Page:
The American Reader: Words That Moved a Nation
Harper Collins, 2000年9月5日 - 656 頁
The American Reader is a stirring and memorable anthology that captures the many facets of American culture and history in prose and verse. The 200 poems, speeches, songs, essays, letters, and documents were chosen both for their readability and for their significance. These are the words that have inspired, enraged, delighted, chastened, and comforted Americans in days gone by. Gathered here are the writings that illuminate -- with wit, eloquence, and sometimes sharp words -- significant aspects of national conciousness. They reflect the part that all Americans -- black and white, native born and immigrant, Hispanic, Asian, and Native American, poor and wealthy -- have played in creating the nation's character.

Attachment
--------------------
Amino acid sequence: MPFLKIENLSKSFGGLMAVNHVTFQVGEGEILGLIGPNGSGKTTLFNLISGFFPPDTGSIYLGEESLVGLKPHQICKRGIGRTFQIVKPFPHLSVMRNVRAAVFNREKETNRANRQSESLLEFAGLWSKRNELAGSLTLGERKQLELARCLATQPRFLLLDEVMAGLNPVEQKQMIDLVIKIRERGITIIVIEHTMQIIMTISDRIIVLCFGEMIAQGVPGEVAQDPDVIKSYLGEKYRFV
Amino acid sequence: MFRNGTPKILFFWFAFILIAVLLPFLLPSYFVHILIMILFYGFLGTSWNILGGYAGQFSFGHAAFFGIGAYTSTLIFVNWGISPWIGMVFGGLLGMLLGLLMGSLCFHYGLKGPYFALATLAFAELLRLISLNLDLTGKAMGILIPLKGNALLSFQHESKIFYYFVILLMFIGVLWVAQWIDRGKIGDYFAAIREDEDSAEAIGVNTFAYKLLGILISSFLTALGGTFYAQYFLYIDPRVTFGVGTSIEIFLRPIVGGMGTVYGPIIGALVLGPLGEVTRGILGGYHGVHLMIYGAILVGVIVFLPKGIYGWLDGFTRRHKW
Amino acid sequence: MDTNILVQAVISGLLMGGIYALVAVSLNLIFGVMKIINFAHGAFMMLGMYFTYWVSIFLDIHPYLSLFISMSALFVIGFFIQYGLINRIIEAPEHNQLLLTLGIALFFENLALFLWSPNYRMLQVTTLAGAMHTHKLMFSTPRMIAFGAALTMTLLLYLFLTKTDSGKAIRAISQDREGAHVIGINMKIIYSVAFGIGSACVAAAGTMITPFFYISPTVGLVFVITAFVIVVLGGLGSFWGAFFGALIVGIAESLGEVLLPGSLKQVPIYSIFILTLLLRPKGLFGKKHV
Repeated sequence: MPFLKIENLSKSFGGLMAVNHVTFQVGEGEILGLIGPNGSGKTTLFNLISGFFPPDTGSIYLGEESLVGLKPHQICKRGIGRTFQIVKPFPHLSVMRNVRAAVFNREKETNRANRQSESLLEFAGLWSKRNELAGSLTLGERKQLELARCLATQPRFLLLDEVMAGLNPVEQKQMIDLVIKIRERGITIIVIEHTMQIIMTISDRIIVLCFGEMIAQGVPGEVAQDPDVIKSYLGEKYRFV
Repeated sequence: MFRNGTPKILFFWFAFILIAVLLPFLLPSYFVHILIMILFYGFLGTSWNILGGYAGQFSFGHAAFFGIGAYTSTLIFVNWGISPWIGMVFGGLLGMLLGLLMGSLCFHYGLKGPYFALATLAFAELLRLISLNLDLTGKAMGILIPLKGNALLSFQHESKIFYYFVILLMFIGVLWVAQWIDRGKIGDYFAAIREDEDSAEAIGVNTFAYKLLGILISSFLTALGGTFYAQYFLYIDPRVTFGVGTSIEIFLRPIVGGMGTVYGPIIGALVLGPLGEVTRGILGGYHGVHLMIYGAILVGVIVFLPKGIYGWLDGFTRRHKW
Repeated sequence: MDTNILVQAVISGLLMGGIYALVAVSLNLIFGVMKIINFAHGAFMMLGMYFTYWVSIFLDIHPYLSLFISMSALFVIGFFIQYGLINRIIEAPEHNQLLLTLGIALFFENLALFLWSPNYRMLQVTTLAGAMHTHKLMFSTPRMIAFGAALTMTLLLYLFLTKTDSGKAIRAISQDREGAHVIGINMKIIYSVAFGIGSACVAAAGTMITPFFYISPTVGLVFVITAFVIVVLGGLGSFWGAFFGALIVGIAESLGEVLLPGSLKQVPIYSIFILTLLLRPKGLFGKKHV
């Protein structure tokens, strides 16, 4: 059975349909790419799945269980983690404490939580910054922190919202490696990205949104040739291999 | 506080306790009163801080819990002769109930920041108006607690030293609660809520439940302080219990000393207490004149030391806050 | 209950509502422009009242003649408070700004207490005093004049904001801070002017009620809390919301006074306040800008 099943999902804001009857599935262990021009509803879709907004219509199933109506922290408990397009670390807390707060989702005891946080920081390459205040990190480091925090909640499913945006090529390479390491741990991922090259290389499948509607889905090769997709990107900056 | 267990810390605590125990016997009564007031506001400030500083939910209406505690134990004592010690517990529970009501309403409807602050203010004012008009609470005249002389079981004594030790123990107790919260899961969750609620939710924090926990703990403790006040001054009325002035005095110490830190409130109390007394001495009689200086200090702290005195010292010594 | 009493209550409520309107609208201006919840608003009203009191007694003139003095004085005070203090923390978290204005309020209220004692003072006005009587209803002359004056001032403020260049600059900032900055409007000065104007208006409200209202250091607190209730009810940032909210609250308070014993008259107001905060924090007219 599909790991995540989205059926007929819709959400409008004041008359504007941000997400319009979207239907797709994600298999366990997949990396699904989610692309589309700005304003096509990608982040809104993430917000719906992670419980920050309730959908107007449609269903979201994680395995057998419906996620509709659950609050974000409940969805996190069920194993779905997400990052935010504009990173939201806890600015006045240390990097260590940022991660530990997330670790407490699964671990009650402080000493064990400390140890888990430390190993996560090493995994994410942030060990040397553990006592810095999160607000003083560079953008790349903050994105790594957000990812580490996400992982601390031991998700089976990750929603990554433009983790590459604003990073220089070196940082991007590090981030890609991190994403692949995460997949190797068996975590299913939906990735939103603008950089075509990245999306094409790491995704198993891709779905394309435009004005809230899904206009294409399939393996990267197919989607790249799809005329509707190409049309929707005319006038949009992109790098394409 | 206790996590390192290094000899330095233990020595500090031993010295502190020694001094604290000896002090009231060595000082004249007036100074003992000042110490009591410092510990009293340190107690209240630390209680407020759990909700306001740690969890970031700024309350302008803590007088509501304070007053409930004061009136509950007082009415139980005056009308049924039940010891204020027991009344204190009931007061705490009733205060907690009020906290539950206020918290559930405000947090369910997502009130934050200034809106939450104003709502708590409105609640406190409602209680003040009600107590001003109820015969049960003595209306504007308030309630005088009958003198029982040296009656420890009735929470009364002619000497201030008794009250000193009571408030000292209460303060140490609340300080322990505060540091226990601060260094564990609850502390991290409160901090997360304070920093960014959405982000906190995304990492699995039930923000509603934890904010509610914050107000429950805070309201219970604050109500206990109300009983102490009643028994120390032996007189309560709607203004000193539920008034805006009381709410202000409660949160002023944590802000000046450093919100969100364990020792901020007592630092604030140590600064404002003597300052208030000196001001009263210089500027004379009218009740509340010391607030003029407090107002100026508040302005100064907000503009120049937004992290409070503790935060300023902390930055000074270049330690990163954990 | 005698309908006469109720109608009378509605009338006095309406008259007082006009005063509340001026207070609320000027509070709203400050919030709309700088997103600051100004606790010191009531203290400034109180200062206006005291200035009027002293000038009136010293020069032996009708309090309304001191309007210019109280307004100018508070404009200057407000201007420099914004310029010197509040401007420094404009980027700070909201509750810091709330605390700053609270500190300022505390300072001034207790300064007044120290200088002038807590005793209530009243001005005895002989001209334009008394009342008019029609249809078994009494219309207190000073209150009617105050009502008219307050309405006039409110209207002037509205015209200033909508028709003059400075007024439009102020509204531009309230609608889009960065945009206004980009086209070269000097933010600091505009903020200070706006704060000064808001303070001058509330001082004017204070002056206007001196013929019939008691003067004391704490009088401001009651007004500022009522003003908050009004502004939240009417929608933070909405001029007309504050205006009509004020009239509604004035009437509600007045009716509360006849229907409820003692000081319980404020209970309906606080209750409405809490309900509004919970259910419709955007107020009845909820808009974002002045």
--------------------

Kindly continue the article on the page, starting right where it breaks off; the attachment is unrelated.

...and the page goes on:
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The noblest question in the world is, What Good may I do in it? If you wou'd not
be forgotten As soon as you are dead and rotten, Either write things worth
reading, or do things worth the writing. Sell not virtue to purchase wealth, nor
Liberty to ...
... their administration provoke them to cry out and complain, and then make that
very complaint the foundation for new oppressions and prosecutions. I wish I
could say there were no instances of this kind. But, to conclude, the question
Otis's career ended suddenly in 1769, when a blow to his head by a British officer
left him Insane, ay it please your honors, I was desired by one of the court to look
into the books, and consider the question now before them concerning writs of ...
The only question is whether it is a public emolument; and if it is, the rich ought
undoubtedly to contribute, in the same proportion as to all other public burdens—
that is, in proportion to their wealth, which is secured by public expenses.